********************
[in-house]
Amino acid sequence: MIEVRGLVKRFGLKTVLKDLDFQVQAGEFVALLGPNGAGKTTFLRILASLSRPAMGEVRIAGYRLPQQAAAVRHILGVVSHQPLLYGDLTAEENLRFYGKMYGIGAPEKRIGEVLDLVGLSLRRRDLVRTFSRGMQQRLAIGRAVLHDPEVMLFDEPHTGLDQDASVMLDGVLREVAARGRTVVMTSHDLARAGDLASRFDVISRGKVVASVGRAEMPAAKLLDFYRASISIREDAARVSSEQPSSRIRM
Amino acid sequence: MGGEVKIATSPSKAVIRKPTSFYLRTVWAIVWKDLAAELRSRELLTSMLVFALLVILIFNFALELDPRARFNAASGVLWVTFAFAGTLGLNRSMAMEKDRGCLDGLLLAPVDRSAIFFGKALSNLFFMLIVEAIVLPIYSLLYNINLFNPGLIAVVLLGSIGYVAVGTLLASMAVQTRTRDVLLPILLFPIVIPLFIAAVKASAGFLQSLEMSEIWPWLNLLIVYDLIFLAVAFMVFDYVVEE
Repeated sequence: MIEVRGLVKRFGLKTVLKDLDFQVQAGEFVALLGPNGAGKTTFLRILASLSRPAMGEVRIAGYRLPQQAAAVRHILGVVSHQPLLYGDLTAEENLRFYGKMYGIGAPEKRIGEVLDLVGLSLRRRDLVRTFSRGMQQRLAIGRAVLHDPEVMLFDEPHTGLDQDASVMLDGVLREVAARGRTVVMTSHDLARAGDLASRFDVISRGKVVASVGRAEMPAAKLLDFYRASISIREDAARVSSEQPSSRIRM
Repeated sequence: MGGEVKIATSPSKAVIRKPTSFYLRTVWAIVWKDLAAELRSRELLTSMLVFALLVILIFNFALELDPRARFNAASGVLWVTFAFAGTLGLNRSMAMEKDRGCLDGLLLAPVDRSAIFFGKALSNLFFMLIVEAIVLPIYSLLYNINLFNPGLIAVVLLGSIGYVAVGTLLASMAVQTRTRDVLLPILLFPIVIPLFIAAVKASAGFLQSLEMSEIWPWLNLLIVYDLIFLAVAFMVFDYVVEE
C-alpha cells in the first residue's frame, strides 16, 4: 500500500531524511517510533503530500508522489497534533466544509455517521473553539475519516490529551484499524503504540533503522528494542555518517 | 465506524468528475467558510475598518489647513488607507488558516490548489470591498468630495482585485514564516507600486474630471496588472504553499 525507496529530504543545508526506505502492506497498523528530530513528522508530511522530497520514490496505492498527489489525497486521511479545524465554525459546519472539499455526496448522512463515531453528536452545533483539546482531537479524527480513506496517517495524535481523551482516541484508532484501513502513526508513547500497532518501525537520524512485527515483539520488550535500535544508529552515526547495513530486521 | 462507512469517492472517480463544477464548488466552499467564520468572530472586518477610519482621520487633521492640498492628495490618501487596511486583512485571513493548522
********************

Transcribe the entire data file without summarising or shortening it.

[in-house]
Amino acid sequence: MIEVRGLVKRFGLKTVLKDLDFQVQAGEFVALLGPNGAGKTTFLRILASLSRPAMGEVRIAGYRLPQQAAAVRHILGVVSHQPLLYGDLTAEENLRFYGKMYGIGAPEKRIGEVLDLVGLSLRRRDLVRTFSRGMQQRLAIGRAVLHDPEVMLFDEPHTGLDQDASVMLDGVLREVAARGRTVVMTSHDLARAGDLASRFDVISRGKVVASVGRAEMPAAKLLDFYRASISIREDAARVSSEQPSSRIRM
Amino acid sequence: MGGEVKIATSPSKAVIRKPTSFYLRTVWAIVWKDLAAELRSRELLTSMLVFALLVILIFNFALELDPRARFNAASGVLWVTFAFAGTLGLNRSMAMEKDRGCLDGLLLAPVDRSAIFFGKALSNLFFMLIVEAIVLPIYSLLYNINLFNPGLIAVVLLGSIGYVAVGTLLASMAVQTRTRDVLLPILLFPIVIPLFIAAVKASAGFLQSLEMSEIWPWLNLLIVYDLIFLAVAFMVFDYVVEE
Repeated sequence: MIEVRGLVKRFGLKTVLKDLDFQVQAGEFVALLGPNGAGKTTFLRILASLSRPAMGEVRIAGYRLPQQAAAVRHILGVVSHQPLLYGDLTAEENLRFYGKMYGIGAPEKRIGEVLDLVGLSLRRRDLVRTFSRGMQQRLAIGRAVLHDPEVMLFDEPHTGLDQDASVMLDGVLREVAARGRTVVMTSHDLARAGDLASRFDVISRGKVVASVGRAEMPAAKLLDFYRASISIREDAARVSSEQPSSRIRM
Repeated sequence: MGGEVKIATSPSKAVIRKPTSFYLRTVWAIVWKDLAAELRSRELLTSMLVFALLVILIFNFALELDPRARFNAASGVLWVTFAFAGTLGLNRSMAMEKDRGCLDGLLLAPVDRSAIFFGKALSNLFFMLIVEAIVLPIYSLLYNINLFNPGLIAVVLLGSIGYVAVGTLLASMAVQTRTRDVLLPILLFPIVIPLFIAAVKASAGFLQSLEMSEIWPWLNLLIVYDLIFLAVAFMVFDYVVEE
C-alpha cells in the first residue's frame, strides 16, 4: 500500500531524511517510533503530500508522489497534533466544509455517521473553539475519516490529551484499524503504540533503522528494542555518517 | 465506524468528475467558510475598518489647513488607507488558516490548489470591498468630495482585485514564516507600486474630471496588472504553499 525507496529530504543545508526506505502492506497498523528530530513528522508530511522530497520514490496505492498527489489525497486521511479545524465554525459546519472539499455526496448522512463515531453528536452545533483539546482531537479524527480513506496517517495524535481523551482516541484508532484501513502513526508513547500497532518501525537520524512485527515483539520488550535500535544508529552515526547495513530486521 | 462507512469517492472517480463544477464548488466552499467564520468572530472586518477610519482621520487633521492640498492628495490618501487596511486583512485571513493548522